International Monetary Fund. African Dept. and International Monetary Fund. Strategy, Policy, & Review Department
South Sudan is a very fragile post-conflict state and one of the most vulnerable countries in the world to climate-driven disasters. The pandemic reversed the economic recovery that followed the 2018 peace agreement. The oil price shock from the pandemic resulted in a massive loss of revenue, causing the government to run up expenditure arrears and resume monetary financing. This led to sharp exchange rate depreciation and runaway inflation. The policies implemented under a Staff Monitored Program (SMP) that was approved in March 2021 and supported by two disbursements under the RCF (in November 2020 and March 2021) have helped restore macroeconomic stability and eliminate a long-standing system of multiple exchange rates. Higher oil prices have dampened the effects of floods on lower oil production and sustained international reserves in the face of a rising import bill. The sharp rise in global food prices risks is exacerbating the dire humanitarian situation in South Sudan, where 70 percent of the population suffers from acute food insecurity, at a time when aid budgets are being cut.
Sailendra Pattanayak, Racheeda Boukezia, Yasemin Hurcan, and Ramon Hurtado
Fiscal institutional capacity in most fragile states (FS) and several low-income developing countries (LIDCs) is much lower than in other countries. Governments in these countries face several cash management challenges because they often lack credible budgets, have smaller and less diversified revenue bases, have limited access to financial markets, and rely largely on donors to fund a large portion of their budgets. Available public funds in these countries often remain dispersed outside the control of the ministry of finance. In the absence of a good cash forecasting function, these countries typically resort to cash rationing to meet their priority spending needs, often in an ad hoc manner, which can adversely affect budget execution and achievement of fiscal policy targets. This note sets out the key objectives and building blocks of a cash management function in FS and LIDCs. It suggests several measures to progressively build cash management capacity in three interrelated areas: consolidating cash resources, forecasting cash flows, and managing cash balances with sound institutional setups.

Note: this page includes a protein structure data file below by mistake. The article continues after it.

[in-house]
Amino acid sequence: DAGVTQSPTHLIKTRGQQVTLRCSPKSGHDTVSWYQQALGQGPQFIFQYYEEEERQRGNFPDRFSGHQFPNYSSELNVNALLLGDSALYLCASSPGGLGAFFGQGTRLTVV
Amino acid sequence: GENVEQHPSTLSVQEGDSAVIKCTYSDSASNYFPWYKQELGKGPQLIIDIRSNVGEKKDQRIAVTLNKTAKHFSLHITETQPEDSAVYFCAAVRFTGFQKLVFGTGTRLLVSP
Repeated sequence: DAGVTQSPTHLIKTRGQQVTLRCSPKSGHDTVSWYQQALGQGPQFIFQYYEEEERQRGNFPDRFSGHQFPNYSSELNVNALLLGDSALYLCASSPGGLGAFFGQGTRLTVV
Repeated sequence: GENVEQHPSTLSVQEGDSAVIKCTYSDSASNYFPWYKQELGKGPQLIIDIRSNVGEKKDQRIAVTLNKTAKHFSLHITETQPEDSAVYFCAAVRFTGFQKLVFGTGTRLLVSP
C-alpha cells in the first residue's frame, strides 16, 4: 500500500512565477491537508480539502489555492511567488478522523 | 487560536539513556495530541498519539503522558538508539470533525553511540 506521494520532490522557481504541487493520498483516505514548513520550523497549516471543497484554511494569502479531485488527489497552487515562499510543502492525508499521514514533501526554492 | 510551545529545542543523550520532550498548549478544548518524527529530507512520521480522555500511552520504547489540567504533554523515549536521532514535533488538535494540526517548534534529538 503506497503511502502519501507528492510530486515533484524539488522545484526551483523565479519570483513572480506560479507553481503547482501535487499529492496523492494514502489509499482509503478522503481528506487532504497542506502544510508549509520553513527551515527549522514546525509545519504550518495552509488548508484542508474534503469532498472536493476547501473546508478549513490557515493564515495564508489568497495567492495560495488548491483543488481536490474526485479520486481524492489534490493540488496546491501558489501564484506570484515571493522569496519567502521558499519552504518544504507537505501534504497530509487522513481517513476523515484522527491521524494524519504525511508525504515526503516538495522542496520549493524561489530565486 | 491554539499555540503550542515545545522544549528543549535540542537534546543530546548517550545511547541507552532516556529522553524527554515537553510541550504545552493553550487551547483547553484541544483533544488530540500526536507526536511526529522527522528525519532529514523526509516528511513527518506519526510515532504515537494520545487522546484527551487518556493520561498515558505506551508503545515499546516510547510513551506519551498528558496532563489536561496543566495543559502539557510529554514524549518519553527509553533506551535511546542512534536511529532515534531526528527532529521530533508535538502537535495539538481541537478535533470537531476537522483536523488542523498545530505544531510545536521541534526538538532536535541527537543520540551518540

International Monetary Fund. Strategy, Policy, & Review Department
Over the course of the pandemic, the Fund has made several modifications to the access limits on the use of Fund’s resources to increase the borrowing space under the hard caps on emergency financing and under the annual limits that trigger exceptional access (EA) safeguards under GRA and PRGT. The current temporarily-increased access limits expire at end-December 2021, and absent policy changes, the limits would return to the lower pre-pandemic levels or to the new PRGT annual access limit. Staff proposes to let all access limits return to pre-pandemic levels (or the new PRGT annual access limit), with the exception of the cumulative access limits for emergency financing instruments, which would be extended at the current level for another 18 months.